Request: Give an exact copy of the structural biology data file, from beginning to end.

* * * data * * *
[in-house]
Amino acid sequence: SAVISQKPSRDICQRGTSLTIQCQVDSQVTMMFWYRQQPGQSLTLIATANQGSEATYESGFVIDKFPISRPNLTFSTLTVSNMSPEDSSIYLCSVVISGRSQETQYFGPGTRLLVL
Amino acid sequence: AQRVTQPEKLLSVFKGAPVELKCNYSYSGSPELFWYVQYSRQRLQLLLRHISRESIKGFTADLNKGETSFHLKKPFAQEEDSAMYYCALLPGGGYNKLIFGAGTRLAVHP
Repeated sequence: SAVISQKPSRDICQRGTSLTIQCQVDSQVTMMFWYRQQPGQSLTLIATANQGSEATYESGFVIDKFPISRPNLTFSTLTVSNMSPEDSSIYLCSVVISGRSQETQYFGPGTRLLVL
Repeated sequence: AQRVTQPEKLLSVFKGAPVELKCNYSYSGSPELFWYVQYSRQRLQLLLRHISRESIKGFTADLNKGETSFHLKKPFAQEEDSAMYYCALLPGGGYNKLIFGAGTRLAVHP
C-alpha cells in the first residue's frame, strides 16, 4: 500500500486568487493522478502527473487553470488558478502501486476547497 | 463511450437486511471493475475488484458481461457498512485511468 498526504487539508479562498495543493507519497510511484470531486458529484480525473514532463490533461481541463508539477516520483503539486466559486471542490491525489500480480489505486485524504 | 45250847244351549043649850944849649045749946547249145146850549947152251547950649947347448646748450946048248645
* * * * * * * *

[in-house]
Amino acid sequence: SAVISQKPSRDICQRGTSLTIQCQVDSQVTMMFWYRQQPGQSLTLIATANQGSEATYESGFVIDKFPISRPNLTFSTLTVSNMSPEDSSIYLCSVVISGRSQETQYFGPGTRLLVL
Amino acid sequence: AQRVTQPEKLLSVFKGAPVELKCNYSYSGSPELFWYVQYSRQRLQLLLRHISRESIKGFTADLNKGETSFHLKKPFAQEEDSAMYYCALLPGGGYNKLIFGAGTRLAVHP
Repeated sequence: SAVISQKPSRDICQRGTSLTIQCQVDSQVTMMFWYRQQPGQSLTLIATANQGSEATYESGFVIDKFPISRPNLTFSTLTVSNMSPEDSSIYLCSVVISGRSQETQYFGPGTRLLVL
Repeated sequence: AQRVTQPEKLLSVFKGAPVELKCNYSYSGSPELFWYVQYSRQRLQLLLRHISRESIKGFTADLNKGETSFHLKKPFAQEEDSAMYYCALLPGGGYNKLIFGAGTRLAVHP
C-alpha cells in the first residue's frame, strides 16, 4: 500500500486568487493522478502527473487553470488558478502501486476547497 | 463511450437486511471493475475488484458481461457498512485511468 498526504487539508479562498495543493507519497510511484470531486458529484480525473514532463490533461481541463508539477516520483503539486466559486471542490491525489500480480489505486485524504 | 45250847244351549043649850944849649045749946547249145146850549947152251547950649947347448646748450946048248645